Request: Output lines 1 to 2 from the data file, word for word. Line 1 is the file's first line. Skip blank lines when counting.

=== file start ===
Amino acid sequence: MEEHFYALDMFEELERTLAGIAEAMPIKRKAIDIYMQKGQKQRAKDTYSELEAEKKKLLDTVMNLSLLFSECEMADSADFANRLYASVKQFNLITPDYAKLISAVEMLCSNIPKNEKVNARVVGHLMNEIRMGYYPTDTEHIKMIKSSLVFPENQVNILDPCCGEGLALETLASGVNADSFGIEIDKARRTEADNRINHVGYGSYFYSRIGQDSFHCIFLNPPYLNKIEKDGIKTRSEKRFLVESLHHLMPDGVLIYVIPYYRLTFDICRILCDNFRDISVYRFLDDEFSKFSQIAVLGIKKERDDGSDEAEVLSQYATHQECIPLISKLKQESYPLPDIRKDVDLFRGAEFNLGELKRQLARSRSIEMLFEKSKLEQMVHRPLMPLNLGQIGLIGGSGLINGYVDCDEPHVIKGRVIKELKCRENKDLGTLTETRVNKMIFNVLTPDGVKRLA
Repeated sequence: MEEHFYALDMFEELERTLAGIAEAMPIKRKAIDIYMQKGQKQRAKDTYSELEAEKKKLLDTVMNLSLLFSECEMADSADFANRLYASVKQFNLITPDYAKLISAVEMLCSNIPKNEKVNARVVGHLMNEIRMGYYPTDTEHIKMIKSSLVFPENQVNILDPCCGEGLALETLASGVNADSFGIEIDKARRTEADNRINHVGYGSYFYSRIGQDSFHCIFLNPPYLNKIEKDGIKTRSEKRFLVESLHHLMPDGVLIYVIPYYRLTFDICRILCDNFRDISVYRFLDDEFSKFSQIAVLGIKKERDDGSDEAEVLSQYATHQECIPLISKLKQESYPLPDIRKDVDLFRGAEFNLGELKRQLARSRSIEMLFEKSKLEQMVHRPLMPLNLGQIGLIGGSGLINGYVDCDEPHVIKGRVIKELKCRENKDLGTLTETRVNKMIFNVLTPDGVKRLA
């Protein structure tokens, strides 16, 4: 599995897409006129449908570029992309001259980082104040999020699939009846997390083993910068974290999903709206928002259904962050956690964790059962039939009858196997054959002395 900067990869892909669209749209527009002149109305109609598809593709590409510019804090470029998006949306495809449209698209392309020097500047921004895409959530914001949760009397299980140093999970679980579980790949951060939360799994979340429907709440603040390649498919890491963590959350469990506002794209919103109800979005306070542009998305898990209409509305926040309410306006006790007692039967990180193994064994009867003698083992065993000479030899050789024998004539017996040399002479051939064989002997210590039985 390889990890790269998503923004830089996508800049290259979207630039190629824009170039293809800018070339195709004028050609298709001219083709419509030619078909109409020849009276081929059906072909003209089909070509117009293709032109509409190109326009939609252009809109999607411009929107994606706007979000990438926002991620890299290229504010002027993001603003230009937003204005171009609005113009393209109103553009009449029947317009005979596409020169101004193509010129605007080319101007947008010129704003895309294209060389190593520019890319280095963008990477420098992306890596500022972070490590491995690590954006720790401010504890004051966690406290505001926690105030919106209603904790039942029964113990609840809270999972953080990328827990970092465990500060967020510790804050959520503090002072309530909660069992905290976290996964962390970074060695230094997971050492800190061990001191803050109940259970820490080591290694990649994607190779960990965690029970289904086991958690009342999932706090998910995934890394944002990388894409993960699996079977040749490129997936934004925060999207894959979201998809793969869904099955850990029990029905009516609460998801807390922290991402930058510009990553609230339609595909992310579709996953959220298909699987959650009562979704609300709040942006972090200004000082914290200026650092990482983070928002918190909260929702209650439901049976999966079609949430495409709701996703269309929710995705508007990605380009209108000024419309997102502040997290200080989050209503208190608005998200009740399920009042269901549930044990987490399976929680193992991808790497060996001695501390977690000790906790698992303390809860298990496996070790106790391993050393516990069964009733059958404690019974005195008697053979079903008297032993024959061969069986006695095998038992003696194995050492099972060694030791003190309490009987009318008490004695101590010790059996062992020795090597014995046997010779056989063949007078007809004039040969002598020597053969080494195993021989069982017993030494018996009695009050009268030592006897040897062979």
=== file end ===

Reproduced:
Amino acid sequence: MEEHFYALDMFEELERTLAGIAEAMPIKRKAIDIYMQKGQKQRAKDTYSELEAEKKKLLDTVMNLSLLFSECEMADSADFANRLYASVKQFNLITPDYAKLISAVEMLCSNIPKNEKVNARVVGHLMNEIRMGYYPTDTEHIKMIKSSLVFPENQVNILDPCCGEGLALETLASGVNADSFGIEIDKARRTEADNRINHVGYGSYFYSRIGQDSFHCIFLNPPYLNKIEKDGIKTRSEKRFLVESLHHLMPDGVLIYVIPYYRLTFDICRILCDNFRDISVYRFLDDEFSKFSQIAVLGIKKERDDGSDEAEVLSQYATHQECIPLISKLKQESYPLPDIRKDVDLFRGAEFNLGELKRQLARSRSIEMLFEKSKLEQMVHRPLMPLNLGQIGLIGGSGLINGYVDCDEPHVIKGRVIKELKCRENKDLGTLTETRVNKMIFNVLTPDGVKRLA
Repeated sequence: MEEHFYALDMFEELERTLAGIAEAMPIKRKAIDIYMQKGQKQRAKDTYSELEAEKKKLLDTVMNLSLLFSECEMADSADFANRLYASVKQFNLITPDYAKLISAVEMLCSNIPKNEKVNARVVGHLMNEIRMGYYPTDTEHIKMIKSSLVFPENQVNILDPCCGEGLALETLASGVNADSFGIEIDKARRTEADNRINHVGYGSYFYSRIGQDSFHCIFLNPPYLNKIEKDGIKTRSEKRFLVESLHHLMPDGVLIYVIPYYRLTFDICRILCDNFRDISVYRFLDDEFSKFSQIAVLGIKKERDDGSDEAEVLSQYATHQECIPLISKLKQESYPLPDIRKDVDLFRGAEFNLGELKRQLARSRSIEMLFEKSKLEQMVHRPLMPLNLGQIGLIGGSGLINGYVDCDEPHVIKGRVIKELKCRENKDLGTLTETRVNKMIFNVLTPDGVKRLA